Oxygen supplementation in acute myocardial infarction
- Supplying O2 might seem an obvious treatment for acute conditions in which O2 is of pathophysiological importance, like actual or impending myocardial infarction.
- O2 was officially authorised as a medicine in 2006, without making it clear on what research evidence this was based.
- Studies of O2 supplementation in acute situations have been scarce and have often found little or no clinical efficacy, whereas there was evidence of possible counterproductive or harmful effects.
- The authors of a 2016 Cochrane review found no evidence for the efficacy of the routine use of O2 for patients with acute myocardial infarction, and could not exclude harmful effects.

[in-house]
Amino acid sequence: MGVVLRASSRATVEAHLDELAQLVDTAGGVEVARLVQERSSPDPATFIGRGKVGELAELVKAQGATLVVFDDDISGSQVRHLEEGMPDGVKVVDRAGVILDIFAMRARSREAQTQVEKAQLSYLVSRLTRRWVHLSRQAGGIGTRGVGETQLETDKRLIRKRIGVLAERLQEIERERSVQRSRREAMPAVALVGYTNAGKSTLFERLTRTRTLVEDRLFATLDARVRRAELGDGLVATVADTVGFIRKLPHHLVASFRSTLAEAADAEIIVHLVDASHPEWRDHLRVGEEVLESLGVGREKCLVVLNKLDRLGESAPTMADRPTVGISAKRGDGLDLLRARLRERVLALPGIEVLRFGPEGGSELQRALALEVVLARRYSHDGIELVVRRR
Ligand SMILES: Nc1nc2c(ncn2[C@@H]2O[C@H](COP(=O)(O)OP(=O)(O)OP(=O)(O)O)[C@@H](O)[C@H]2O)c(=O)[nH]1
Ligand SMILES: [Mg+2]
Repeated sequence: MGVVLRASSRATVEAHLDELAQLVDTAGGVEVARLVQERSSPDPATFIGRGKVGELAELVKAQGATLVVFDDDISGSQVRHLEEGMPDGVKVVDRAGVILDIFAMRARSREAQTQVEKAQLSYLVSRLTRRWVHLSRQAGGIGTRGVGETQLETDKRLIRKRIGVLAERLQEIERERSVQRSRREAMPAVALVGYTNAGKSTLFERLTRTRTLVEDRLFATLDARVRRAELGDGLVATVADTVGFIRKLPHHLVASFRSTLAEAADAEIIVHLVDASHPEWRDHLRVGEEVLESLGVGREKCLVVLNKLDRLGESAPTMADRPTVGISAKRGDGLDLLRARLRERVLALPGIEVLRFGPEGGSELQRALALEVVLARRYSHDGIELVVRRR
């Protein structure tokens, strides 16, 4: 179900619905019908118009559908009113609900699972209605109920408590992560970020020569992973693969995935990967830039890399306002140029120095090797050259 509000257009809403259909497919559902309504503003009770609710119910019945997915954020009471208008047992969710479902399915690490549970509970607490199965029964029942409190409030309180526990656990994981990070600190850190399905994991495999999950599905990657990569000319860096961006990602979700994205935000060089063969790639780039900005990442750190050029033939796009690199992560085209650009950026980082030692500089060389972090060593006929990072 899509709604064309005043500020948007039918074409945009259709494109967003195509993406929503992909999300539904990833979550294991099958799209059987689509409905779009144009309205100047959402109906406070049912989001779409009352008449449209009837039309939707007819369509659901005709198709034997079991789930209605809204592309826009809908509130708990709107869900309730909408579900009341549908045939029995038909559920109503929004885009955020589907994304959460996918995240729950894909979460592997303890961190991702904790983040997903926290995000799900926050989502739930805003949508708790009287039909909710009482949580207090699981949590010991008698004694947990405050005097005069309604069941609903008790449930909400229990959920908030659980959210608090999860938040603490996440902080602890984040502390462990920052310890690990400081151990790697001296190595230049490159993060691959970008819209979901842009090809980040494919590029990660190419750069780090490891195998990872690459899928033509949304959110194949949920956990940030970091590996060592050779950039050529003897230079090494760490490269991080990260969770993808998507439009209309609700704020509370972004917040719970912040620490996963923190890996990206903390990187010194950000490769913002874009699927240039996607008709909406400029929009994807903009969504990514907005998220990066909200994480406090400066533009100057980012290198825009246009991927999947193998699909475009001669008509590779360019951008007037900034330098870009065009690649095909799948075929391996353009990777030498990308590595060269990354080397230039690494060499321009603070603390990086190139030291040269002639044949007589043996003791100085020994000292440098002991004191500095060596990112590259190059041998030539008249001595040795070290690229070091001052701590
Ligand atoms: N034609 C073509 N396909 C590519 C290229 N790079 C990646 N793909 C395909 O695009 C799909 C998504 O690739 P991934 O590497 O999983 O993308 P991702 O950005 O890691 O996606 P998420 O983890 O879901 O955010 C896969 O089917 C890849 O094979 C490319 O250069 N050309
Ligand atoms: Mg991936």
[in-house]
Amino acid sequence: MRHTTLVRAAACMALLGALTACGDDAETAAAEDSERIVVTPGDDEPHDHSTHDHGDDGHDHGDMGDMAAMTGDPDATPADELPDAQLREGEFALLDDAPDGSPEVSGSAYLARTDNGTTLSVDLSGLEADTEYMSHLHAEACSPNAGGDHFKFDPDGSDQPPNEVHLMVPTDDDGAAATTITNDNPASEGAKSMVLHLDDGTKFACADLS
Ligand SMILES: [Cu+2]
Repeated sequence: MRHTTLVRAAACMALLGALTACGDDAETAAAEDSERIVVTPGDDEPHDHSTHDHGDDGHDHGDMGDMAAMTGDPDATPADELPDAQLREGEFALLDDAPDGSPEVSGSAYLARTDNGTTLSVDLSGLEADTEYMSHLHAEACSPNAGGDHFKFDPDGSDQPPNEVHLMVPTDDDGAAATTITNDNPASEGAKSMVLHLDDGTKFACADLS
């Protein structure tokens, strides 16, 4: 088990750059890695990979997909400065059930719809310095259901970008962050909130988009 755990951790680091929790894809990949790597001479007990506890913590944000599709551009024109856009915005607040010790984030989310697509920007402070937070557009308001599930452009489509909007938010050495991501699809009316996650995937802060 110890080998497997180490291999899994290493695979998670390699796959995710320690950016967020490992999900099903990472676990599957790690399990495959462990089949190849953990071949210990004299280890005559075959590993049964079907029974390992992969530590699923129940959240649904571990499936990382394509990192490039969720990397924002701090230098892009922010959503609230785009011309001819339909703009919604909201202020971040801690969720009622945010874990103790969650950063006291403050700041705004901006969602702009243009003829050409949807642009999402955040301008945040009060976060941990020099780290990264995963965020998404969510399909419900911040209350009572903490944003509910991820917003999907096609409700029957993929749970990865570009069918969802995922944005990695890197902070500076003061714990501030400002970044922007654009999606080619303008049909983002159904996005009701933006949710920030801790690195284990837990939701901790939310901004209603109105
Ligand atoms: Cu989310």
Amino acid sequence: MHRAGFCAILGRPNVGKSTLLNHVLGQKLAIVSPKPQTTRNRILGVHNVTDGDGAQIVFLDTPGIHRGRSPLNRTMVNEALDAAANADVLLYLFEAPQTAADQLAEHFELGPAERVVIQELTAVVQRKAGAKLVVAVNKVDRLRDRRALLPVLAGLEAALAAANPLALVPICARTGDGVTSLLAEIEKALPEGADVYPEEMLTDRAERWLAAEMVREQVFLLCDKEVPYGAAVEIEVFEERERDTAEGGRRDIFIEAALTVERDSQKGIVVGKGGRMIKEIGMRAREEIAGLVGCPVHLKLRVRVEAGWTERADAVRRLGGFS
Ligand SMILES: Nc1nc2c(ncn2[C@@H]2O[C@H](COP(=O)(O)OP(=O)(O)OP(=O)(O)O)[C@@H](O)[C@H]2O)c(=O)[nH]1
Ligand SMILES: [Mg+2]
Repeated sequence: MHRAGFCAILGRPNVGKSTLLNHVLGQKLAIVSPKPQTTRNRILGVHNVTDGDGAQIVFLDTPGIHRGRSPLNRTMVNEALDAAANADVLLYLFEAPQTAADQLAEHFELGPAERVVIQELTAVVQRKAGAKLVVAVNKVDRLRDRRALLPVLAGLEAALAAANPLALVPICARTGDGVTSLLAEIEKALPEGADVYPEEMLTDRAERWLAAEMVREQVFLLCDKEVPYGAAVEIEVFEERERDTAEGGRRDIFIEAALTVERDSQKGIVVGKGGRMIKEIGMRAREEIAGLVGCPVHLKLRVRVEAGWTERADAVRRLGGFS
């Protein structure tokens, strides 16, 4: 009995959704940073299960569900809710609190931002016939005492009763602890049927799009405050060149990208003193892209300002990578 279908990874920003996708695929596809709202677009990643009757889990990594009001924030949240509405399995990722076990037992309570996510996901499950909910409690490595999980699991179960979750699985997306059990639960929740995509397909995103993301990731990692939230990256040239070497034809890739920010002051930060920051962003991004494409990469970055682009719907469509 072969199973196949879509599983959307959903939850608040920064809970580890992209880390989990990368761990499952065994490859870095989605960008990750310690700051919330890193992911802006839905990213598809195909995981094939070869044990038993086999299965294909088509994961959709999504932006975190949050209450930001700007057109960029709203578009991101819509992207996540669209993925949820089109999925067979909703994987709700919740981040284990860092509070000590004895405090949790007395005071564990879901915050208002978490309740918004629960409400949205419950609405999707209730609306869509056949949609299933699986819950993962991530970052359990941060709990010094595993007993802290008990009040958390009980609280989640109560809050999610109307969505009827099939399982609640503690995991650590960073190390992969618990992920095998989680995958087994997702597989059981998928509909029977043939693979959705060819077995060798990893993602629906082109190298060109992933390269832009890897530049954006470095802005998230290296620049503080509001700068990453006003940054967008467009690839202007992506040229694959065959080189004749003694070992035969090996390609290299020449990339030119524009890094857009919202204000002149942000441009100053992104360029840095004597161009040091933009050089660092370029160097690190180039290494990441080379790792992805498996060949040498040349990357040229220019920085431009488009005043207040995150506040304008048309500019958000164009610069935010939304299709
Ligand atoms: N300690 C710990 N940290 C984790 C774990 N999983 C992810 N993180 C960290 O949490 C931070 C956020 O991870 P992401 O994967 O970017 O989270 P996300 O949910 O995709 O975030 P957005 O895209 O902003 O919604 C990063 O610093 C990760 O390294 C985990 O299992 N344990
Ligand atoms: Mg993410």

- Nor did a recent Swedish study (2017) find any evidence for benefits of O2 supplementation (6 L/min supplied through an open face mask) to patients with a suspected acute myocardial infarction and an O2 saturation rate of >90%, compared to merely breathing the ambient air, assessed in terms of one-year mortality rates.
- The lack of evidence for efficacy and the risk of counterproductive or harmful effects are sufficient reasons to be reticent about O2 supplementation to patients with acute symptomatology in general, and suspected or confirmed myocardial infarction in particular.
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The literature refers tot the Dutch text